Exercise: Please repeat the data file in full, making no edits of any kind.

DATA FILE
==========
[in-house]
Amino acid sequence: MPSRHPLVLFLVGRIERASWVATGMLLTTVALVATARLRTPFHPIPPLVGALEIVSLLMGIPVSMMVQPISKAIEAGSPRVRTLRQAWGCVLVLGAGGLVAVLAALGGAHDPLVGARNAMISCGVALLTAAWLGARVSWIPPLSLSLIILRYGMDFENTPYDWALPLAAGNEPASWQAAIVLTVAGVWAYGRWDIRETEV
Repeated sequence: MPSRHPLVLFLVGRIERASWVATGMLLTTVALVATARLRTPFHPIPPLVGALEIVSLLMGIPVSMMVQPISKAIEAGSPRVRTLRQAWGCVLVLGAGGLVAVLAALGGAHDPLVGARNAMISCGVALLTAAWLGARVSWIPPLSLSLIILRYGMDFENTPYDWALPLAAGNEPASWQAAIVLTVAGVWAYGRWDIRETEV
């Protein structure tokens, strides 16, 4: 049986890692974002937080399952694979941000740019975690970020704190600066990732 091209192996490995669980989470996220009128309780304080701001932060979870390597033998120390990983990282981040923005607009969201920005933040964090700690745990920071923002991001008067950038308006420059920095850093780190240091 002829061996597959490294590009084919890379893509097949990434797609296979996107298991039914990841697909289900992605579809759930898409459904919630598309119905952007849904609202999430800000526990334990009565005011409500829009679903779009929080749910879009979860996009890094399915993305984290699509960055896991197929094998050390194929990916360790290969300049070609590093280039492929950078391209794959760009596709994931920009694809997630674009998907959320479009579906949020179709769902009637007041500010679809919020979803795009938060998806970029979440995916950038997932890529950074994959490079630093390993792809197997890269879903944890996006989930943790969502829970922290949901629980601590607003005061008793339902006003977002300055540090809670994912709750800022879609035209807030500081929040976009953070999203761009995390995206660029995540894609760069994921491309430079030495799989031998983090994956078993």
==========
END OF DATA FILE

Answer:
[in-house]
Amino acid sequence: MPSRHPLVLFLVGRIERASWVATGMLLTTVALVATARLRTPFHPIPPLVGALEIVSLLMGIPVSMMVQPISKAIEAGSPRVRTLRQAWGCVLVLGAGGLVAVLAALGGAHDPLVGARNAMISCGVALLTAAWLGARVSWIPPLSLSLIILRYGMDFENTPYDWALPLAAGNEPASWQAAIVLTVAGVWAYGRWDIRETEV
Repeated sequence: MPSRHPLVLFLVGRIERASWVATGMLLTTVALVATARLRTPFHPIPPLVGALEIVSLLMGIPVSMMVQPISKAIEAGSPRVRTLRQAWGCVLVLGAGGLVAVLAALGGAHDPLVGARNAMISCGVALLTAAWLGARVSWIPPLSLSLIILRYGMDFENTPYDWALPLAAGNEPASWQAAIVLTVAGVWAYGRWDIRETEV
């Protein structure tokens, strides 16, 4: 049986890692974002937080399952694979941000740019975690970020704190600066990732 091209192996490995669980989470996220009128309780304080701001932060979870390597033998120390990983990282981040923005607009969201920005933040964090700690745990920071923002991001008067950038308006420059920095850093780190240091 002829061996597959490294590009084919890379893509097949990434797609296979996107298991039914990841697909289900992605579809759930898409459904919630598309119905952007849904609202999430800000526990334990009565005011409500829009679903779009929080749910879009979860996009890094399915993305984290699509960055896991197929094998050390194929990916360790290969300049070609590093280039492929950078391209794959760009596709994931920009694809997630674009998907959320479009579906949020179709769902009637007041500010679809919020979803795009938060998806970029979440995916950038997932890529950074994959490079630093390993792809197997890269879903944890996006989930943790969502829970922290949901629980601590607003005061008793339902006003977002300055540090809670994912709750800022879609035209807030500081929040976009953070999203761009995390995206660029995540894609760069994921491309430079030495799989031998983090994956078993």